Friday, 20 October 2006

Gladiators of the 21st century?

"I knew that by becoming a gladiator, I was entering a duel with death. But that was better than remaining a slave working in the stone mines. By becoming a gladiator, I could determine my own destiny".

This is an excerpt of the memoirs of a gladiator in ancient Rome, outlining the reasons his chose to become a gladiator, rather than remain a slave.

Many gladiators chose this "profession" in order to gain fame or pay off their debts.

In modern times, we like to think that people have more options available to them than the "slave or gladiator" option set of Roman slaves.

If everybody had the chance to make their hobby into a professional activity, then the world would be a better place, claim some.

Who are the modern "gladiators"?
a) high fliers/executives
b) athletes
c) actors
d) politicians
e) ordinary people?

What are the Colloseums of today? The media spotlight? The top exec market? The job market?

Is it about fame or about power?

Fame or power over which, for how long?

It is a myth that in each duel, one of gladiators had to die. A gladiator had a 90% chance of leaving a duel alive.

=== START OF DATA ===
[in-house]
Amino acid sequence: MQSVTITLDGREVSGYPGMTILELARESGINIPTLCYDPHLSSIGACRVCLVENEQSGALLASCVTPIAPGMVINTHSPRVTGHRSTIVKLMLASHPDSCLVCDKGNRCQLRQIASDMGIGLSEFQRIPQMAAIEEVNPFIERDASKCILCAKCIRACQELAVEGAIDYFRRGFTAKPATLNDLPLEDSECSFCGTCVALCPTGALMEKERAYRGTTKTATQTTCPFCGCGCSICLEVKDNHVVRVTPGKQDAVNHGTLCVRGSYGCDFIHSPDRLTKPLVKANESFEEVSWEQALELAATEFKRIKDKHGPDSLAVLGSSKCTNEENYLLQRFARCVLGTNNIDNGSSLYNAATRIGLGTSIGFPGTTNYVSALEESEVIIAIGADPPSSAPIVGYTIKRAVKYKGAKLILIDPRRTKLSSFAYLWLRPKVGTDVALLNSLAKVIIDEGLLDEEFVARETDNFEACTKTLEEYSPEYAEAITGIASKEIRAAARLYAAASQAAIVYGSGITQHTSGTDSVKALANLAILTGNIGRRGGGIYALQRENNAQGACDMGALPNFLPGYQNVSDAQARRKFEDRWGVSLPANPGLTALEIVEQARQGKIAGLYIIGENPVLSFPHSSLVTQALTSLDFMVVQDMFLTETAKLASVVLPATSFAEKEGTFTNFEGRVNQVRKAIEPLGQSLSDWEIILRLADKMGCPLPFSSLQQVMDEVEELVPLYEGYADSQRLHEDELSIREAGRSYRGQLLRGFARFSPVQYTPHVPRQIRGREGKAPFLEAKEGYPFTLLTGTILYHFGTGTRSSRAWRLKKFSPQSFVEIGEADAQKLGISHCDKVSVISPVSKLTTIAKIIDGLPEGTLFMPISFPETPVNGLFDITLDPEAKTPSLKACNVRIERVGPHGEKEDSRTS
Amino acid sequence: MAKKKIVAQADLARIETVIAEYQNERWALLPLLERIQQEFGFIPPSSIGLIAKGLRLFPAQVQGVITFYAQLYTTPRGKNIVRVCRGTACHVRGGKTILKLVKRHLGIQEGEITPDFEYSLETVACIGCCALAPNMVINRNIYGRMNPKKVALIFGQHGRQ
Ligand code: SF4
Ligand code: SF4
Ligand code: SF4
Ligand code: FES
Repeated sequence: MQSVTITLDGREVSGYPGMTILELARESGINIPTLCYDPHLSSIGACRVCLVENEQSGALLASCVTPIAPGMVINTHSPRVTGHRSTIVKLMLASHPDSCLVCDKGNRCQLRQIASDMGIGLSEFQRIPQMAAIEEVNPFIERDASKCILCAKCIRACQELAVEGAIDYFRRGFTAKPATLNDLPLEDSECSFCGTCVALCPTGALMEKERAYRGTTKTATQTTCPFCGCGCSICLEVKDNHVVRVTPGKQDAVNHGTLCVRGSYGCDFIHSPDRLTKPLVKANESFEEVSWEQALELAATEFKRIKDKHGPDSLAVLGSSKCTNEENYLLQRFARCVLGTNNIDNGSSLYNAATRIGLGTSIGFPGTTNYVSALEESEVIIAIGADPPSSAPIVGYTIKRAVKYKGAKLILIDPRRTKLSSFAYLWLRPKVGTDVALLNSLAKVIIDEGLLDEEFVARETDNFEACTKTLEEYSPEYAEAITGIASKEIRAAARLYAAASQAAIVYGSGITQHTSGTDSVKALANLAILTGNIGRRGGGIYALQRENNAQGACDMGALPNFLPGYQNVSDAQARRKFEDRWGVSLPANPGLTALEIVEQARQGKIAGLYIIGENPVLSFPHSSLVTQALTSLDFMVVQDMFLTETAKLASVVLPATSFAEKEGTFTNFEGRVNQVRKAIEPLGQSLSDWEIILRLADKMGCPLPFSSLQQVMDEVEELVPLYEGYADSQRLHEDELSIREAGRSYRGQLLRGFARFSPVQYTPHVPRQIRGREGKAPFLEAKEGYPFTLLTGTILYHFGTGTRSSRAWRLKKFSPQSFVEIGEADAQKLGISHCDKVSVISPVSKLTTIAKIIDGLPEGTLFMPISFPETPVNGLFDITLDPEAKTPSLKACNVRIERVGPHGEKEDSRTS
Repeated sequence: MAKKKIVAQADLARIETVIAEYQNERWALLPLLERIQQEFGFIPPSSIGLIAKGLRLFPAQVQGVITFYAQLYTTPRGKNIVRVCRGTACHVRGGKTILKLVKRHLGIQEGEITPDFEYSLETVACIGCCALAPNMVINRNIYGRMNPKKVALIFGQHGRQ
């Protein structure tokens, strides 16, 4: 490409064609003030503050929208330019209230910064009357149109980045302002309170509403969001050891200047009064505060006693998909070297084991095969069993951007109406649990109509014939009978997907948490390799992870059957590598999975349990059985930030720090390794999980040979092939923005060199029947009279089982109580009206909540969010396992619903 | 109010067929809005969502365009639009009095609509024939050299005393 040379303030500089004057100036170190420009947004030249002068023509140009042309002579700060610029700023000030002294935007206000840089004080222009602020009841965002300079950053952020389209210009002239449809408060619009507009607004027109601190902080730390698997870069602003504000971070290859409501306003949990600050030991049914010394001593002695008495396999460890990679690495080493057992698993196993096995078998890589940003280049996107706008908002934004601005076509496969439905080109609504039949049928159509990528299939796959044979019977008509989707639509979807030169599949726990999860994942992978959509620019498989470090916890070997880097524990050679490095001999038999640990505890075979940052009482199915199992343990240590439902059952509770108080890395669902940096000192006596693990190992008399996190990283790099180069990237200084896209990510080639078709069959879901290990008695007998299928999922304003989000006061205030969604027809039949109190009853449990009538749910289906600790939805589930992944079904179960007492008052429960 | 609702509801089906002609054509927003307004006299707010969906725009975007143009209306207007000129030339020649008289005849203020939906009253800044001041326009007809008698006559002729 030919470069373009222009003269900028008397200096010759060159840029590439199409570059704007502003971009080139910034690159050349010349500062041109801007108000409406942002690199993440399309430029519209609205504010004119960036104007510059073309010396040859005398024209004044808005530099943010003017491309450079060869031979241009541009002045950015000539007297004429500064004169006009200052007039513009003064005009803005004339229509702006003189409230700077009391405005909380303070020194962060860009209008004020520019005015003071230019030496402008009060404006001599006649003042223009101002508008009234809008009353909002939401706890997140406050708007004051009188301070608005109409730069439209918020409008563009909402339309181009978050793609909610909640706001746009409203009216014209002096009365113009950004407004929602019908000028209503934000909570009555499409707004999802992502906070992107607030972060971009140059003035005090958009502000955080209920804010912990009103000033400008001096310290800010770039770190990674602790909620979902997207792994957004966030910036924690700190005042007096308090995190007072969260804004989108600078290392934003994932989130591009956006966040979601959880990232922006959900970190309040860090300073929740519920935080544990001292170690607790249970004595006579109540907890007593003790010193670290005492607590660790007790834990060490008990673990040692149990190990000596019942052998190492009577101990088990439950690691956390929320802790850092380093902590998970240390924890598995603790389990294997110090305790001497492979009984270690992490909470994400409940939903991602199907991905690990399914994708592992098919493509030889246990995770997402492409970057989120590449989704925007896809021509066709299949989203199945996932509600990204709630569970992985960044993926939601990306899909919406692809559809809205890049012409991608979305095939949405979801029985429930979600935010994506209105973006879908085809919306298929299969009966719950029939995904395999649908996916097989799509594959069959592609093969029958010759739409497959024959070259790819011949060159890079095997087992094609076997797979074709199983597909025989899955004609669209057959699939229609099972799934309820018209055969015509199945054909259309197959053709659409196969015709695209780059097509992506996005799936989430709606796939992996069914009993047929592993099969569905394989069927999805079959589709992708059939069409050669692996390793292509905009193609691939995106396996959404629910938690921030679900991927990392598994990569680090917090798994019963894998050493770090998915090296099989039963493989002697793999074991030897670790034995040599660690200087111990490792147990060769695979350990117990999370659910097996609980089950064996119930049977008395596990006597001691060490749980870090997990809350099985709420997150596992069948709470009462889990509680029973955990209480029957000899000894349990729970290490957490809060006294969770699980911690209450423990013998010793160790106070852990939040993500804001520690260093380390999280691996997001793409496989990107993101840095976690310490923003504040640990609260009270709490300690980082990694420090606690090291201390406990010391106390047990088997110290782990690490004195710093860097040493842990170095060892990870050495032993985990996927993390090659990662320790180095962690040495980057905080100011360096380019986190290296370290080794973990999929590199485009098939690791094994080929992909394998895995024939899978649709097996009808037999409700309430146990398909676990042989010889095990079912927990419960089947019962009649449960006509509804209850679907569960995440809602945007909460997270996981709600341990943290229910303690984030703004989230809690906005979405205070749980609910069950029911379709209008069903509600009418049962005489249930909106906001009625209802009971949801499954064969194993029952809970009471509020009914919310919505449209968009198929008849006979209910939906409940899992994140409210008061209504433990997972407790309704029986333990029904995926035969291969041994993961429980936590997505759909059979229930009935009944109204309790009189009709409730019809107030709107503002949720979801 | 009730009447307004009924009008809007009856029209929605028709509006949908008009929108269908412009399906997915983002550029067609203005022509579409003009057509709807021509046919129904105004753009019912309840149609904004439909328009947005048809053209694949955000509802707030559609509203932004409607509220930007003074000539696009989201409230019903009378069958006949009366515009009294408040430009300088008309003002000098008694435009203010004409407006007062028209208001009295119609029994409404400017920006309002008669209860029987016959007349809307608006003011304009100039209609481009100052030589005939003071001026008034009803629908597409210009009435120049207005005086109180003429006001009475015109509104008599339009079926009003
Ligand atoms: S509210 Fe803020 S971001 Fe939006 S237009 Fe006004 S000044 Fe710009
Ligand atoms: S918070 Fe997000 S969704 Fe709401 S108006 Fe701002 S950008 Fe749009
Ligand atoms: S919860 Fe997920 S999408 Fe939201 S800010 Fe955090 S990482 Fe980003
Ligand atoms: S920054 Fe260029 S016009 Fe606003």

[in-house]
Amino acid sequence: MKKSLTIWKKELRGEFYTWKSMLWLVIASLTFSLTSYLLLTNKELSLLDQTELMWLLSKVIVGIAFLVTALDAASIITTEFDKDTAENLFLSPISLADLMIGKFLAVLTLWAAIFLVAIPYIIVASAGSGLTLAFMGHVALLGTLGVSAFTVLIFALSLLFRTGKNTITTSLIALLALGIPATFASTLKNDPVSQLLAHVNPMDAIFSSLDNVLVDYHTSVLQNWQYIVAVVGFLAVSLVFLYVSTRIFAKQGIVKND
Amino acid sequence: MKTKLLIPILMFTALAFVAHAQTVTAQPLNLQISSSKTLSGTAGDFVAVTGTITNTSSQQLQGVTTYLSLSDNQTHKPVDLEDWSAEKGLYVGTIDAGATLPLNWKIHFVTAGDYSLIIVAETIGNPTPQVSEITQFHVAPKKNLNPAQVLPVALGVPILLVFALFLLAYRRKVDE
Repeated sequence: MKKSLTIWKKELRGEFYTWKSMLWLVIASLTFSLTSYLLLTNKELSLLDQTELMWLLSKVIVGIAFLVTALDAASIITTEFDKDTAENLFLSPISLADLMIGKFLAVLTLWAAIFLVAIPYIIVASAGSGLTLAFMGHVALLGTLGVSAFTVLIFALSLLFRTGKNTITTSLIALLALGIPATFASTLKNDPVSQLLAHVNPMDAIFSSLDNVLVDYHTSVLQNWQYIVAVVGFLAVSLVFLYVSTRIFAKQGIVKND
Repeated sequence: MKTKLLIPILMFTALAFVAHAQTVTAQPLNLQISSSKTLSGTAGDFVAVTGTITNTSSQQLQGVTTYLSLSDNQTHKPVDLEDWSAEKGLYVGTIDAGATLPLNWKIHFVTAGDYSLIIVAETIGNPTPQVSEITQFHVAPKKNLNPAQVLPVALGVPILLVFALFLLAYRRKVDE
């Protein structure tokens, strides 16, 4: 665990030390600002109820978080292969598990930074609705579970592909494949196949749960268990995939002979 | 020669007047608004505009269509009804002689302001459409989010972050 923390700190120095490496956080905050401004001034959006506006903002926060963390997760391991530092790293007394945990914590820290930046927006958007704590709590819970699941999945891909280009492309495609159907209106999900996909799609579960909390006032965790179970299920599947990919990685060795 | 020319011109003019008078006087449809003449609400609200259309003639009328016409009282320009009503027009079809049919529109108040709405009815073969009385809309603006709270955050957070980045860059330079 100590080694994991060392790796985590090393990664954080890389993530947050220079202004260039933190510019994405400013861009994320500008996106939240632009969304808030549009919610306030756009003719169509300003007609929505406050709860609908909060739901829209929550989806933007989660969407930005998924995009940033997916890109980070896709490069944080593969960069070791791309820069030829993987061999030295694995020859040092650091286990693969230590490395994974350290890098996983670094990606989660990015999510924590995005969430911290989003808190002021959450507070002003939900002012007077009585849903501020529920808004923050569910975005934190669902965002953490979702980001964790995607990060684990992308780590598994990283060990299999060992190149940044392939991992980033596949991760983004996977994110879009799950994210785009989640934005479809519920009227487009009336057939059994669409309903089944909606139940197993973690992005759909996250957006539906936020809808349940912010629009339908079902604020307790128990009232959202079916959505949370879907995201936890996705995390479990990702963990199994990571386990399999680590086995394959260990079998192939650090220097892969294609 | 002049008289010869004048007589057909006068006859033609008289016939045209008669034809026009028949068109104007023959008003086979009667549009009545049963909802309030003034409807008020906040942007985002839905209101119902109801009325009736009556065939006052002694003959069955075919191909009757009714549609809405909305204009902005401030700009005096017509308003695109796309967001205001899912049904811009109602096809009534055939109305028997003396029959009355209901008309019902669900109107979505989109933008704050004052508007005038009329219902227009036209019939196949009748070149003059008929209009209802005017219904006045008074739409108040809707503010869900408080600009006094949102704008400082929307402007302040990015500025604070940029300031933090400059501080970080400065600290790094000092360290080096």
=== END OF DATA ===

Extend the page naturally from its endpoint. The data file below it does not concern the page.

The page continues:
Plus gladiators were afforded the best health services Rome had to offer. Cause a gladiator represented a significant investment for his sponsor.

A gladiator's take home pay following each victory was equal to a year's pay of a Roman soldier. A premium justified? By what parameters?

A dead gladiator's family received a significant reward.

Who are the "gladiators" of today? What kind of "slavery" are they escaping from?

What alternatives (decision options) do they have, to being "gladiators"?

"Some of Rome's most powerful men were shouting out my name in celebration, but I felt numb", wrote the gladiator in his memoirs.


Note: Around 80 BC, the Roman Emperor Titus inaugurated the Colloseum to confront his enemies (by gaining more public support) and introduced the presence of tigers and other wild animals in the arena fights, in order to increase the appeal of the "games" to the public. The rules of the games also changed. The crowds decided if the loser gladiator was to die or to have his life spared.
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